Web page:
Skip to Navigation
University of Pittsburgh
Print This Page Print this pages

February 6, 1997

Ridge recommends 2% increase for Pitt

Pitt would receive a 2 percent increase in its current $148.56 million state appropriation under Gov. Tom Ridge's proposed budget.

In his Feb. 4 budget address, Ridge recommended increasing Pitt's funding by $2.97 million to $151.5 million for the fiscal year that begins July 1.

The University has asked for $163.43 million, which would be 8.9 percent more than Pitt's current state appropriation.

Based on an 8.9 percent increase, Pitt's administration has proposed raising both tuition and employee compensation by 4.5 percent next year. Pitt Director of Communications Ken Service said that Ridge's recommended 2 percent increase, if approved, "will certainly put pressure on our efforts to keep the tuition increase below the 4.5 percent level" and boost the compensation budget by 4.5 percent.

"But it's too early to say anything definitive about either tuition or salaries," Service said. "This is just the opening of the [budget-setting] process." University administrators, lobbyists and others will continue to plead Pitt's case in Harrisburg as Pennsylvania legislators and governor's office staff try to agree on a new state budget by the end of June.

Chancellor Mark Nordenberg and other Pitt officials are scheduled to testify before the state Senate appropriations committee Feb. 25 at 3:30 p.m. and the House appropriations committee March 3 at 2 p.m. Both hearings will be at the State Capital Building.

Pennsylvania universities rarely get the full amount of money they request from the state. For the current fiscal year, Pitt asked for a 6.8 percent increase but got 0.9 percent. The following is a line item breakdown of Ridge's proposal for Pitt, along with amounts the University requested: * $134.88 million in education and general funds. Pitt asked for $140.17 million.

* $327,000 for services to disadvantaged students. Pitt request: $340,000.

* $6.36 million for the School of Medicine. Pitt request: $6.61 million.

* $7.85 million for Western Psychiatric Institute and Clinic. Pitt request: $8.15 million.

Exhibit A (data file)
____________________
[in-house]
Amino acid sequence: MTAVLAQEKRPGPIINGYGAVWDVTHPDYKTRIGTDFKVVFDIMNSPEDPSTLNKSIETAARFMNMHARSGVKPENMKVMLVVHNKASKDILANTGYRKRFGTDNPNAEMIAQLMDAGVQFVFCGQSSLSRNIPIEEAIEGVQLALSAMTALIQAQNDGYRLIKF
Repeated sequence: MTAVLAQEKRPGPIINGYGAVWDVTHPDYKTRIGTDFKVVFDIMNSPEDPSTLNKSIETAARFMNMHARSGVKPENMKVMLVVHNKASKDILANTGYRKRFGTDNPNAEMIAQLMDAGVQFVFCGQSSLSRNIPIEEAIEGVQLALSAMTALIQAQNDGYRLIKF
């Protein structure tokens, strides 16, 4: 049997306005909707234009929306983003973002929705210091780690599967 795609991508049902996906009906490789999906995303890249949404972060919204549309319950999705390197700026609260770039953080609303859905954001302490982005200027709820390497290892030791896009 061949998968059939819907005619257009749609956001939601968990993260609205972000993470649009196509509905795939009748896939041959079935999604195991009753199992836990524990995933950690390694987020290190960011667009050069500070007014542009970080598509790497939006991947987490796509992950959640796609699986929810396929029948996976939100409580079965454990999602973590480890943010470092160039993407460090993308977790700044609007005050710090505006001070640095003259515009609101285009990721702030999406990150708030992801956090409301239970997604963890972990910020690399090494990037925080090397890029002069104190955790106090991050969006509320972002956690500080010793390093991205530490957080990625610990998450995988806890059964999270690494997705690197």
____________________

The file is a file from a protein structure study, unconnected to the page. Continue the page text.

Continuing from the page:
* $507,000 for the Services for Teens at Risk program. Pitt request: $527,000.

* $1.05 million for the Dental Clinic. Pitt request: $1.09 million.

* $255,000 for the Center for Public Health Practice. Pitt request: $275,000.

* $306,000 for rural education outreach. Pitt request: $375,000.

All of the governor's proposals amount to 2 percent increases except for a 1.9 increase for disadvantaged student services.

Pitt's requests represent 6 percent increases except for disadvantaged student services (the University is asking for 5.9 percent), Center for Public Health Practice (10 percent) and rural education outreach (25 percent).

Ridge did not recommend funding any of the new line items Pitt proposed for next year. These included $1.75 million for laboratory modernization, $2 million for deferred maintenance, $1.25 million for initiatives to improve student life and $885,000 to continue work on a distance education network. (Pitt received $1.5 million for distance education in its current fiscal year budget, through separate legislation apart from its basic appropriation.) In a written statement, Chancellor Nordenberg said of Ridge's proposal: "Gov. Ridge faces a difficult task in developing a budget that adequately addresses the important, yet sometimes competing, needs of the Commonwealth. In light of that challenge, I appreciate the increase that he has earmarked for public higher education. The governor has said that higher education is one of his priorities. Hopefully, this increase can be viewed as one tangible sign of his continuing commitment to the important work being done by Pennsylvania's public colleges and universities.

"At the same time, Pennsylvania needs to do more in this area if it hopes to remain competitive with other states. On virtually any comparative basis, Pennsylvania has not provided adequate funding for public higher education for many years. As a result, Pennsylvania's public universities operate at a distinct competitive disadvantage with those of other states. "As one of Pennsylvania's major research universities, the University of Pittsburgh provides unique undergraduate learning experiences and educates large numbers of graduate and professional students. It also annually imports roughly $250 million in research support funds and is one of the most likely sources of commercializable ideas that can help reinvigorate the Commonwealth's economy. With this in mind, we will continue to work with the governor and members of the legislature to find ways to address the legitimate needs of public higher education in ways that will benefit all Pennsylvanians." The other state-related universities (Penn State, Temple and Lincoln) and the 14 state universities also would get 2 percent hikes under Ridge's budget.

In addition, the governor proposed a 7 percent, or $16.3 million, increase in student aid available through the Pennsylvania Higher Education Assistance Agency (PHEAA).

— Bruce Steele

Leave a Reply